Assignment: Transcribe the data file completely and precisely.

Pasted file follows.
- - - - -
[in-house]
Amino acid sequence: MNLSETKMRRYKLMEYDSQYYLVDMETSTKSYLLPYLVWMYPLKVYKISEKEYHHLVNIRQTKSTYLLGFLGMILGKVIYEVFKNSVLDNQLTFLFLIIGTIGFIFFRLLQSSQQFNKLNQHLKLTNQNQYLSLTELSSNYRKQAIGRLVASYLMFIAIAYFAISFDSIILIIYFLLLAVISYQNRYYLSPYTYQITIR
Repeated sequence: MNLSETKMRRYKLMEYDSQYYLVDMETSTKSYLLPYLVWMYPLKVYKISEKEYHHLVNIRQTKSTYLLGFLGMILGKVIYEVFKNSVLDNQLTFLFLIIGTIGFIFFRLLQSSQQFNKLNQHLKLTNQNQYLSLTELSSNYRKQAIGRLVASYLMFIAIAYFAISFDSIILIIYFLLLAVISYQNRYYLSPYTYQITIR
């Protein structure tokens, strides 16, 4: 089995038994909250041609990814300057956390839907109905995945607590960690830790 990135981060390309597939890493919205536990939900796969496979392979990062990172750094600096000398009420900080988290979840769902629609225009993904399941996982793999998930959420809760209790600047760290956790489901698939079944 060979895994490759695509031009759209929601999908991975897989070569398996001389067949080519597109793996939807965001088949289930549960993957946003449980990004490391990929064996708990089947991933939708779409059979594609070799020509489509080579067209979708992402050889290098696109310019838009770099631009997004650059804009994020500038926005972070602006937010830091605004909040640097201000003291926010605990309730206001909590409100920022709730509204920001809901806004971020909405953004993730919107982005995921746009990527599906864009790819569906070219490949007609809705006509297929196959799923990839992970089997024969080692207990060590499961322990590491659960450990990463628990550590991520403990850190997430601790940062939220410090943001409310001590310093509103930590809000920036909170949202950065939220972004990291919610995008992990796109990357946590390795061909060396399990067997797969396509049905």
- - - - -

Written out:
[in-house]
Amino acid sequence: MNLSETKMRRYKLMEYDSQYYLVDMETSTKSYLLPYLVWMYPLKVYKISEKEYHHLVNIRQTKSTYLLGFLGMILGKVIYEVFKNSVLDNQLTFLFLIIGTIGFIFFRLLQSSQQFNKLNQHLKLTNQNQYLSLTELSSNYRKQAIGRLVASYLMFIAIAYFAISFDSIILIIYFLLLAVISYQNRYYLSPYTYQITIR
Repeated sequence: MNLSETKMRRYKLMEYDSQYYLVDMETSTKSYLLPYLVWMYPLKVYKISEKEYHHLVNIRQTKSTYLLGFLGMILGKVIYEVFKNSVLDNQLTFLFLIIGTIGFIFFRLLQSSQQFNKLNQHLKLTNQNQYLSLTELSSNYRKQAIGRLVASYLMFIAIAYFAISFDSIILIIYFLLLAVISYQNRYYLSPYTYQITIR
């Protein structure tokens, strides 16, 4: 089995038994909250041609990814300057956390839907109905995945607590960690830790 990135981060390309597939890493919205536990939900796969496979392979990062990172750094600096000398009420900080988290979840769902629609225009993904399941996982793999998930959420809760209790600047760290956790489901698939079944 060979895994490759695509031009759209929601999908991975897989070569398996001389067949080519597109793996939807965001088949289930549960993957946003449980990004490391990929064996708990089947991933939708779409059979594609070799020509489509080579067209979708992402050889290098696109310019838009770099631009997004650059804009994020500038926005972070602006937010830091605004909040640097201000003291926010605990309730206001909590409100920022709730509204920001809901806004971020909405953004993730919107982005995921746009990527599906864009790819569906070219490949007609809705006509297929196959799923990839992970089997024969080692207990060590499961322990590491659960450990990463628990550590991520403990850190997430601790940062939220410090943001409310001590310093509103930590809000920036909170949202950065939220972004990291919610995008992990796109990357946590390795061909060396399990067997797969396509049905």